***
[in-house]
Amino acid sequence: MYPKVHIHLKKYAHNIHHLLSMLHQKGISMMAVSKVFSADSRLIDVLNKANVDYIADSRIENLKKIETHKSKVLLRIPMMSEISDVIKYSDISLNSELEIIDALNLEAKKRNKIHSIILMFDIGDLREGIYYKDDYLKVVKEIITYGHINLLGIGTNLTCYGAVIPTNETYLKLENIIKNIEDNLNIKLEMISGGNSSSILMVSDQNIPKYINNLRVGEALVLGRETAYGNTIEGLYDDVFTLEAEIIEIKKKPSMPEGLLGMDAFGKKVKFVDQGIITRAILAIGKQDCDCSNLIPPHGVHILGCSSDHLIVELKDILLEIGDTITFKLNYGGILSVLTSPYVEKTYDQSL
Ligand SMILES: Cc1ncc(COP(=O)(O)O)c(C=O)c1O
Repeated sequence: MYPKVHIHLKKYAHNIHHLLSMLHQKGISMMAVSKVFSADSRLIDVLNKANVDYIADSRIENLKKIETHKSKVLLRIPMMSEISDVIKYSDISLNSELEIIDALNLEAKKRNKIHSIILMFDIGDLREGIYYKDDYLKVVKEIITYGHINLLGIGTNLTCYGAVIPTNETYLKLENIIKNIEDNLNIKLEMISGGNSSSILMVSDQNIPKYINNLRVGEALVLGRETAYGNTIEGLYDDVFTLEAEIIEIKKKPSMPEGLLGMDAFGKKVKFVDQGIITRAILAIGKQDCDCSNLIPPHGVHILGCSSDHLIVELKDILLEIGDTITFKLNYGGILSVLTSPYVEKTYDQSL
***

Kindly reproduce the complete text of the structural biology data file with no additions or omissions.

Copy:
[in-house]
Amino acid sequence: MYPKVHIHLKKYAHNIHHLLSMLHQKGISMMAVSKVFSADSRLIDVLNKANVDYIADSRIENLKKIETHKSKVLLRIPMMSEISDVIKYSDISLNSELEIIDALNLEAKKRNKIHSIILMFDIGDLREGIYYKDDYLKVVKEIITYGHINLLGIGTNLTCYGAVIPTNETYLKLENIIKNIEDNLNIKLEMISGGNSSSILMVSDQNIPKYINNLRVGEALVLGRETAYGNTIEGLYDDVFTLEAEIIEIKKKPSMPEGLLGMDAFGKKVKFVDQGIITRAILAIGKQDCDCSNLIPPHGVHILGCSSDHLIVELKDILLEIGDTITFKLNYGGILSVLTSPYVEKTYDQSL
Ligand SMILES: Cc1ncc(COP(=O)(O)O)c(C=O)c1O
Repeated sequence: MYPKVHIHLKKYAHNIHHLLSMLHQKGISMMAVSKVFSADSRLIDVLNKANVDYIADSRIENLKKIETHKSKVLLRIPMMSEISDVIKYSDISLNSELEIIDALNLEAKKRNKIHSIILMFDIGDLREGIYYKDDYLKVVKEIITYGHINLLGIGTNLTCYGAVIPTNETYLKLENIIKNIEDNLNIKLEMISGGNSSSILMVSDQNIPKYINNLRVGEALVLGRETAYGNTIEGLYDDVFTLEAEIIEIKKKPSMPEGLLGMDAFGKKVKFVDQGIITRAILAIGKQDCDCSNLIPPHGVHILGCSSDHLIVELKDILLEIGDTITFKLNYGGILSVLTSPYVEKTYDQSL